When Do I Use Ice & When Do I Use Heat?

When do I use heat and when do I use cold?
I get this question a lot from patients asking when it’s best to use each one.
The best answer I can give is feel the area that is injured, if it feels warm/hot use ice and if it feels cool use heat. Ice is best to use when the injury is acute or it just happened in the last 24-48 hrs. It’s good to use on areas that are red, painful, and swollen because you want to constrict blood flow in order to control the swelling and numb the area to decrease pain. Be careful how long you leave the ice on though. Ice can burn your skin if you leave it on for too long. Don’t fall asleep with ice on! Ice is a powerful vasoconstrictor, so don’t exceed 20 min. at a time.
Heat is best to use if the injury is chronic, stiff, or tight. Heat encourages blood flow to an area and that helps with healing. Moist heat is best because it can penatrate into the muscle layer better than superficial heat which just heats up the skin. Do not use heat if you have pitting edema (meaning when you press on the area, your finger-print indentation stays longer than 10 sec.) Heat is a vasodilator so it encourages blood flow which you don’t need to do if it’s already swollen. Also, make sure there are enough layers btw your skin and the heat pack so you don’t burn your skin.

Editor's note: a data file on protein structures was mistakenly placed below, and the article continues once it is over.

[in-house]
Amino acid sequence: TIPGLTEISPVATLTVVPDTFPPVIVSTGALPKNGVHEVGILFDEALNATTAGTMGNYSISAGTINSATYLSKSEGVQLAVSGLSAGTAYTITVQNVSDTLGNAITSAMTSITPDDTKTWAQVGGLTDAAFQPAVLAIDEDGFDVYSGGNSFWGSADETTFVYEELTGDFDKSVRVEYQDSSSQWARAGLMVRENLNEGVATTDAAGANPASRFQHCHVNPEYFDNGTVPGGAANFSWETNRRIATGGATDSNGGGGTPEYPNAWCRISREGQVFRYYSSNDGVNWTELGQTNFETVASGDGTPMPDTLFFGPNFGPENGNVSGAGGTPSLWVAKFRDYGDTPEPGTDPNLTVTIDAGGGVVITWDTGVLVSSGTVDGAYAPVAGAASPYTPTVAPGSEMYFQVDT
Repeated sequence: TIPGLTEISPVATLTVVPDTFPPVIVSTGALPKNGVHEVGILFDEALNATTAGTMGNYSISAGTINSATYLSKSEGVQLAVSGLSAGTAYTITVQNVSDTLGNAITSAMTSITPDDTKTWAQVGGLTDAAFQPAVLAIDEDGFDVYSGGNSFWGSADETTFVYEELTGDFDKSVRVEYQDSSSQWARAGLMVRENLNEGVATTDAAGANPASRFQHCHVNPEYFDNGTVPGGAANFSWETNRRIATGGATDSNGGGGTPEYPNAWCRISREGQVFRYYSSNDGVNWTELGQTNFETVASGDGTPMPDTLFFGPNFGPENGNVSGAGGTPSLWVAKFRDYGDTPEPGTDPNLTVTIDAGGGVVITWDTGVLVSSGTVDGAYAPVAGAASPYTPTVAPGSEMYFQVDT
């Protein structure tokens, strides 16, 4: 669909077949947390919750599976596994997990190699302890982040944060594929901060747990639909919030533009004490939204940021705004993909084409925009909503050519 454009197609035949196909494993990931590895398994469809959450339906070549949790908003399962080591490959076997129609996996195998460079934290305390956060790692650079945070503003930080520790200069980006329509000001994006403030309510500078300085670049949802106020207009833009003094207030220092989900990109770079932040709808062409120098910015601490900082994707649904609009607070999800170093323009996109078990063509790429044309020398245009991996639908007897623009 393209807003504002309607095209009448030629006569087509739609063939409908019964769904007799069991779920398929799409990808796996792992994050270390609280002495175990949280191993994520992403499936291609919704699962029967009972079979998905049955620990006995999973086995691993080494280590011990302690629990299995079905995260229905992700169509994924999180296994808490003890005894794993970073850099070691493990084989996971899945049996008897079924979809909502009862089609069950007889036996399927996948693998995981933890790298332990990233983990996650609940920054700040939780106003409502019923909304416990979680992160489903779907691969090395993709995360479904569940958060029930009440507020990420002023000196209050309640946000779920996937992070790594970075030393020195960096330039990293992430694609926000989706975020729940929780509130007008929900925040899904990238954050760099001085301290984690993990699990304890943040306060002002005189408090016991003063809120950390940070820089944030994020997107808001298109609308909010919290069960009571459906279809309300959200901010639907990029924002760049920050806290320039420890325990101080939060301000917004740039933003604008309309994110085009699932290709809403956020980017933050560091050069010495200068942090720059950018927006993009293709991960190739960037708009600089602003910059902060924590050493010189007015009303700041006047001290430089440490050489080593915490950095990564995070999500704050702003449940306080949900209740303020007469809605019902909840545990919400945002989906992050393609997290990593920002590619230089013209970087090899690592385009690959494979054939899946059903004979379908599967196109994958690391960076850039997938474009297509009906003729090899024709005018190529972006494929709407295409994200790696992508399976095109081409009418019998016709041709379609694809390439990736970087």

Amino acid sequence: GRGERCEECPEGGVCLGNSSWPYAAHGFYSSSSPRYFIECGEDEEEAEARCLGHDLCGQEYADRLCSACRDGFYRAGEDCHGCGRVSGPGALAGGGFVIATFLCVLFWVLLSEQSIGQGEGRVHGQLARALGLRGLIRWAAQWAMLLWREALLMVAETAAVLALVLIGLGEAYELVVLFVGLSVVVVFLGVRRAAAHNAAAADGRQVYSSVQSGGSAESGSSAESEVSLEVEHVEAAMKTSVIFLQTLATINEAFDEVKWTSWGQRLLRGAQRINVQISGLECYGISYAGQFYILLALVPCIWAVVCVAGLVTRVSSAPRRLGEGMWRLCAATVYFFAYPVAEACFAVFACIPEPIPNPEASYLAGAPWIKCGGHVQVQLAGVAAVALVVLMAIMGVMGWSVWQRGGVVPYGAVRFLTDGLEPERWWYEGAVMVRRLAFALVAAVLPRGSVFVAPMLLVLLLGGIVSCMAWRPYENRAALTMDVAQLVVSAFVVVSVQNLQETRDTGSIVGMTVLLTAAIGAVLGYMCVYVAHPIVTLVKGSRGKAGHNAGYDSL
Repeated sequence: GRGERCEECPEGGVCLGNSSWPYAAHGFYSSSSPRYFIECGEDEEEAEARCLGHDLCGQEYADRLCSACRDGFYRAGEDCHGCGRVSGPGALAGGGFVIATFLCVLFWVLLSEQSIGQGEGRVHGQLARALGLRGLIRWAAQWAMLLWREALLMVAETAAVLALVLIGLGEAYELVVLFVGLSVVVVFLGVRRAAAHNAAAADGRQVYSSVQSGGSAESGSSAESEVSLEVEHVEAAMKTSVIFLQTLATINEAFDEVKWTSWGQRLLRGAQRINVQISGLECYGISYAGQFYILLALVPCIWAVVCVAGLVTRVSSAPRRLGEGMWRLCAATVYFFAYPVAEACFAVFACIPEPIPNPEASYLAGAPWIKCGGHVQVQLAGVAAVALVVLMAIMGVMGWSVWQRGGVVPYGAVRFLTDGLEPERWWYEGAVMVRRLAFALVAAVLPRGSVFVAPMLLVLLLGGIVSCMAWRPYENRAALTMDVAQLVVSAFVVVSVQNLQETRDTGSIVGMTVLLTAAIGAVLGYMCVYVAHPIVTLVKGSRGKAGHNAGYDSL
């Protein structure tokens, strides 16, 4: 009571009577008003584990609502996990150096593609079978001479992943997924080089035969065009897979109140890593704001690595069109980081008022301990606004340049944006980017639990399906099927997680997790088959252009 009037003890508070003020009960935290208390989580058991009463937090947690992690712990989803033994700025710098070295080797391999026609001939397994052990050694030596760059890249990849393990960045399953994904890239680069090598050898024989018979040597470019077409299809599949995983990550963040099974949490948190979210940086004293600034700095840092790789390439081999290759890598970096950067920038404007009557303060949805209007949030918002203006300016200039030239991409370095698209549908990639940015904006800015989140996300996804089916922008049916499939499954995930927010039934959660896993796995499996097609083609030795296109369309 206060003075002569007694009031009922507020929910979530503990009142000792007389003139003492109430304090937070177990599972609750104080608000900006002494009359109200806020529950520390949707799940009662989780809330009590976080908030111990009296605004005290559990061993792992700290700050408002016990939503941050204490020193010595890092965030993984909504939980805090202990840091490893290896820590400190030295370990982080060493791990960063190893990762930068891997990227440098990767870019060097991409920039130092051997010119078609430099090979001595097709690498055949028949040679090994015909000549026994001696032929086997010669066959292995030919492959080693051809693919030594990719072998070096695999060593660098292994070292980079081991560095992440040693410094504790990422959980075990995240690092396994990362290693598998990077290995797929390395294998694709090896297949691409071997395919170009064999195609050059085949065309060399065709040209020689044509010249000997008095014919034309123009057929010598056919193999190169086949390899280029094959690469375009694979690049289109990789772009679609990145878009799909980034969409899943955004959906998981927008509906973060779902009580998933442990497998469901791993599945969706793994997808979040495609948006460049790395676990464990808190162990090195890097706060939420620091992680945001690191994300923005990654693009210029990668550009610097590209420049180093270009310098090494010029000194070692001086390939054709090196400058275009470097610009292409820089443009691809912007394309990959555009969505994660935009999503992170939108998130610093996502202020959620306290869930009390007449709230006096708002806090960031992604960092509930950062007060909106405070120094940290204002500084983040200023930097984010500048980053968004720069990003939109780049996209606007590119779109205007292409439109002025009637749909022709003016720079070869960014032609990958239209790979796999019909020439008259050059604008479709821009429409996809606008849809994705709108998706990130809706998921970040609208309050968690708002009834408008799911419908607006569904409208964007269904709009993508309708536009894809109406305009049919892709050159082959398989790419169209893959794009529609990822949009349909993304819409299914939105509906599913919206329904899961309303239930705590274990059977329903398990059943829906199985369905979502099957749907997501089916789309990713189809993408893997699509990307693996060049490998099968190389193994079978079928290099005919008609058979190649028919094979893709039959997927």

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Thanks for reading. Let me know if you have questions!

6 Tips to Help You Sleep Better

Healing happens when you sleep, so it’s really important to get a good nights rest. Below are a few tips to help get to sleep faster.

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1.) Maintain the same sleep schedule every night. Try to go to bed around the same time and get up at the same time everyday. This programs your body to learn when it’s time to go to bed and when it’s time to get up. There is no ‘catching up on sleep’ on the weekends. In other words, sleeping more on the weekends to makeup for loss of sleep during the week sounds like good logic, but sadly your body doesn’t see it like this. Your best bet is to train your body to go to bed around the same time every night so your body learns this sleep schedule and you can program your circadian rhythm correctly. This way it becomes easier to fall asleep each night.
2.) Eliminate light in your bedroom. Either wearing an eye-mask or using curtains that block the light. This also includes lights coming from electronic devices like phones and TVs, which brings me to my next point…
3.) No using electric devices such as smartphones, ipads/tablets, or laptops before going to bed. The light emitted from these electronic devices acts as a ‘caffeine shot’ for your brain. In order to wind down you should stop using these devices about an hour before going to bed. Read instead or….
4.) Meditate. I know this word is thrown around all the time, like you should just meditate, but if you are like me and you need to quiet the chatter in your head at night, doing some breathing and listening to a meditation might be helpful. There are tons of exercises you can use to try to quiet your mind and relax your body. One such exercise is focusing on each part of your body at a time and try to feel it relax entirely into the bed. Start with your feet and feel them completely relax into the mattress, then move on to your legs and so on. This one has worked for me before.